(1) http://www.contemporary-art-dialogue.com/image-files/postmodern-art-surreal.jpg


Thoughts on Post Structuralism

Today, I was typing out my post structuralism notes into my laptop; remembering how bemused I was, in comparison to today, made me realise that university does inspire a degree of progress in a person; even though most of the time, you feel as though you are swimming against a tide, attempting to conquer the ever-growing reading list (an impossible task). The vague understanding of week three, in comparison to today’s more developed understanding made me think about how much I adore my course; despite the quagmire of definitions, reading and concepts, it does work. The ideas must be percolating in my head; spinning around in a subconscious, dream-like kind of way, ethereal and inexplicable, but they are there. And so then I began to think.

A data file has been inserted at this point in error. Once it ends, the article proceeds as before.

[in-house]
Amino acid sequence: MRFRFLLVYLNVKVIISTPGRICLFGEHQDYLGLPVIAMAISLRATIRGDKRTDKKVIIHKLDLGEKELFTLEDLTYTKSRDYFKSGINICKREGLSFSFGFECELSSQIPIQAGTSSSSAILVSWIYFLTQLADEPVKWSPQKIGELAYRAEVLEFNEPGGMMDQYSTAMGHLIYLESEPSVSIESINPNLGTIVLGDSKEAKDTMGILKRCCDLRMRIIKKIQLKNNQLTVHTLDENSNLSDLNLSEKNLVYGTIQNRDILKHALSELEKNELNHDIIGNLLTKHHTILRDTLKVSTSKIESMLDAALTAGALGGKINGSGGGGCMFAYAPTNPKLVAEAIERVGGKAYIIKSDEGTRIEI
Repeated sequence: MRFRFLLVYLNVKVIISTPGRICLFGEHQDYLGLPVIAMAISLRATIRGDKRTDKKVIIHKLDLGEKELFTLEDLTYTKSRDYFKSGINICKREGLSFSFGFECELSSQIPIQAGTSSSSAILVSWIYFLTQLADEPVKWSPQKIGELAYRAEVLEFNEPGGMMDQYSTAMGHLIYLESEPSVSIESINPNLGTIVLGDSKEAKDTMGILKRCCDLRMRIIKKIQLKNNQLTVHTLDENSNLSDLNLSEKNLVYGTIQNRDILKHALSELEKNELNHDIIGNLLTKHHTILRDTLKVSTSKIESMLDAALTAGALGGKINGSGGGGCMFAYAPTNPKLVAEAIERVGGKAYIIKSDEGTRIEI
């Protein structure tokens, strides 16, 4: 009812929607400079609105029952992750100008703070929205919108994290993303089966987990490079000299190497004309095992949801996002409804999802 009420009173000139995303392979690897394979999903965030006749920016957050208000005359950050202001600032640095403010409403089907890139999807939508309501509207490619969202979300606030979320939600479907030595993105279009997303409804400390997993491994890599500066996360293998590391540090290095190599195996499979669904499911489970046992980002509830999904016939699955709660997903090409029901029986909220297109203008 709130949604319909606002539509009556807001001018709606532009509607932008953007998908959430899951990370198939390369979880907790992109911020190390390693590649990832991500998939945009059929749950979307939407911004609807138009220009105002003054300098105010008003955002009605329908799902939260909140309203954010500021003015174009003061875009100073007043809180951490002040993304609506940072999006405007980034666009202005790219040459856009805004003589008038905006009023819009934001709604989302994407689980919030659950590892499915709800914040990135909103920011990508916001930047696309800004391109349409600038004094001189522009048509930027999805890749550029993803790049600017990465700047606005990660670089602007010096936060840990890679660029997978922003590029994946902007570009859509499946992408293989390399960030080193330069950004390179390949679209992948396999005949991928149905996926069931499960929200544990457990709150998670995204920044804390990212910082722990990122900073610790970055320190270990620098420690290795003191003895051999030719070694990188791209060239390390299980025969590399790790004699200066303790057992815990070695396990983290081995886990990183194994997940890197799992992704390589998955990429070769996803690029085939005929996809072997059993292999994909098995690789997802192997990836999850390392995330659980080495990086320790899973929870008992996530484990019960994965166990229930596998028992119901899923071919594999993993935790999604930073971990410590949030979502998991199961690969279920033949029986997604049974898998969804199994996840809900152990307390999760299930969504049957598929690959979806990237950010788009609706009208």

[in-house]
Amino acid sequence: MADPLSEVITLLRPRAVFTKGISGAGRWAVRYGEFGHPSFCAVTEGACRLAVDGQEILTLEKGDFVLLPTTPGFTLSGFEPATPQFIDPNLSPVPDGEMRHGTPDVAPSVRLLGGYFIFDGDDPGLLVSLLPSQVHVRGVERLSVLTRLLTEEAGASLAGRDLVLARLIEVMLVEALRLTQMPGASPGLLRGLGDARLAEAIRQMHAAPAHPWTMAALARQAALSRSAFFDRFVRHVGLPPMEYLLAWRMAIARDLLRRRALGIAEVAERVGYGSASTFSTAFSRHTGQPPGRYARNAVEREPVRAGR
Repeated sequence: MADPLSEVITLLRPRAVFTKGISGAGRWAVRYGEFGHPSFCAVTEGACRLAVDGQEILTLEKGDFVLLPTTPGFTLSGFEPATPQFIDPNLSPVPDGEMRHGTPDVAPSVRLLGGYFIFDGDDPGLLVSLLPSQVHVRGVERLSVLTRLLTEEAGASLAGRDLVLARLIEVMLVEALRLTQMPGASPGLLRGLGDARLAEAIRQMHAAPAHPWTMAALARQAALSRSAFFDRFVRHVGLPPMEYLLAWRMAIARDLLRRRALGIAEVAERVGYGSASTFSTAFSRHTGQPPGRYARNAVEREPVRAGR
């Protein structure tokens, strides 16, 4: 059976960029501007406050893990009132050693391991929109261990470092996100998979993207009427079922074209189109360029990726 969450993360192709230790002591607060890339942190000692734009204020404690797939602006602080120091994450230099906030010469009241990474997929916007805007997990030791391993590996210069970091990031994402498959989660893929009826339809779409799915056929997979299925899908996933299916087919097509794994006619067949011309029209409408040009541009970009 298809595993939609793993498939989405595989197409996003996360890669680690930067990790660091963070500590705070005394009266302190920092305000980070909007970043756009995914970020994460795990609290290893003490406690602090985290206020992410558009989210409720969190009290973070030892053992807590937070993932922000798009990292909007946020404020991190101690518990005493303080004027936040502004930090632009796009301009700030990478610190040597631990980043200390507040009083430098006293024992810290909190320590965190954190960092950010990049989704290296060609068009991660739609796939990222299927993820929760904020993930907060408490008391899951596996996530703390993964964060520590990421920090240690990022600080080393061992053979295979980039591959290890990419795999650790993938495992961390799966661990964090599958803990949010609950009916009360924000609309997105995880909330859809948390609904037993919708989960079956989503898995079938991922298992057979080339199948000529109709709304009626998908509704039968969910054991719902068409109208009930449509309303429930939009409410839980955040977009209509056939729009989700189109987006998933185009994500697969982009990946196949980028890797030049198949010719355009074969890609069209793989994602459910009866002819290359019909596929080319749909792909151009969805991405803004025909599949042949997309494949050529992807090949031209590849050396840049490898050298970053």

The most appealing idea of post structuralism is the idea of the “ghosts of meaning” proposed by Jacques Derrida. Nothing in linguistics can be absolute; it is in flux, continuously evolving and each linguistic interpretation is different to each person. This means that when you are in “discussion” with your parents about for instance, the wing mirror that may or may not have detached itself from the car door, you can simply argue that this is just their interpretation of events based on their background which then allows you to argue that your background (and therefore your linguistic experience) is different to theirs. This opens a whole new range of ways to try to prove your parents wrong. This is of course to be done at your own risk.